As populations migrate from rural areas to urban ones – oftentimes due to environmental factors like drought – the resultant influx puts a strain on urban water infrastructure. Compounding the problem, those who migrate from rural to urban areas increase their water consumption from an average of 8 to 27 liters per day.4

Water demand:

As economies develop and populations grow, their demand for energy increases. Water is a necessary component of all forms of energy production (including “alternative” energy sources) and as greater amounts of energy are required governments may have to make a trade-off between allocating water for energy production and water for agricultural/domestic/industrial uses.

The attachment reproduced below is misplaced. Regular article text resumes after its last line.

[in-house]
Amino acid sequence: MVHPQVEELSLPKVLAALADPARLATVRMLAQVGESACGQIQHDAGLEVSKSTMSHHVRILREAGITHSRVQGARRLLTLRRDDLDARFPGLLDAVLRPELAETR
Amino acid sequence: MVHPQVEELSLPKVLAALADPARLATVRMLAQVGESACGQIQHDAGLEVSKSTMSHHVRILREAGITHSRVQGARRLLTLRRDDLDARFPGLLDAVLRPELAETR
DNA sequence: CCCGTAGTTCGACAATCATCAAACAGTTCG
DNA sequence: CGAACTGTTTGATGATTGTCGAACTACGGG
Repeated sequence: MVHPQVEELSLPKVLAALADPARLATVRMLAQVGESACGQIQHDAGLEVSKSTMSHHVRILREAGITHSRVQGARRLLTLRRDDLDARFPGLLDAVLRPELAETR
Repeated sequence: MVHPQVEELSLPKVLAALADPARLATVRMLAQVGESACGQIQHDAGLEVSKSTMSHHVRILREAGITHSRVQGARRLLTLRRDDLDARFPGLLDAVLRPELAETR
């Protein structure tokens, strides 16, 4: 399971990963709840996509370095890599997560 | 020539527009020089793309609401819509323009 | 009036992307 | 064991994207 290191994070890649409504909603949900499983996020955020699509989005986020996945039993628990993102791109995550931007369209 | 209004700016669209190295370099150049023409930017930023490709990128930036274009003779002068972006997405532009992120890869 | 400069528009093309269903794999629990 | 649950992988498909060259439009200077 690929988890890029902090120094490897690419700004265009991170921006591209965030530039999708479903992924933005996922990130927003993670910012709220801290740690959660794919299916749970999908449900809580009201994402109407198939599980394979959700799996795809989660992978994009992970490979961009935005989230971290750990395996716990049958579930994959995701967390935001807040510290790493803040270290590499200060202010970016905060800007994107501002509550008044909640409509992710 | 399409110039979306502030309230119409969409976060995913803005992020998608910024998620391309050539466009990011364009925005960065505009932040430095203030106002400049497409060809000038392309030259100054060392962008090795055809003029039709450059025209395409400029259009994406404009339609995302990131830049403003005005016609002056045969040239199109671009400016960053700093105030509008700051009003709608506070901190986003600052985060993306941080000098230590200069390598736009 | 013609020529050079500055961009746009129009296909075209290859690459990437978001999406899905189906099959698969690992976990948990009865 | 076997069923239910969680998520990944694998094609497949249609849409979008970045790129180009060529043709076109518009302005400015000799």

Climate change:

Decreased precipitation leads to a higher frequency and duration of droughts, especially in southern Europe, Africa, and Central Asia. Those who already live in areas with low participation are especially vulnerable. The number affected is significant: one-sixth of people live in arid and semi-arid regions of the world.

The melting of glaciers and icecaps in higher temperatures causes rise in sea levels, which, leads to the contamination of freshwater estuaries with ocean saltwater. Furthermore, glacial melting (without replenishment) eliminates the supply of freshwater thus impacting hundreds of millions of people in India alone who depend on the glaciers that feed the Indus, Ganges, and Brahmaputra rivers.5

Humanitarian Consequences of Water Insecurity

Water scarcity and agricultural productivity: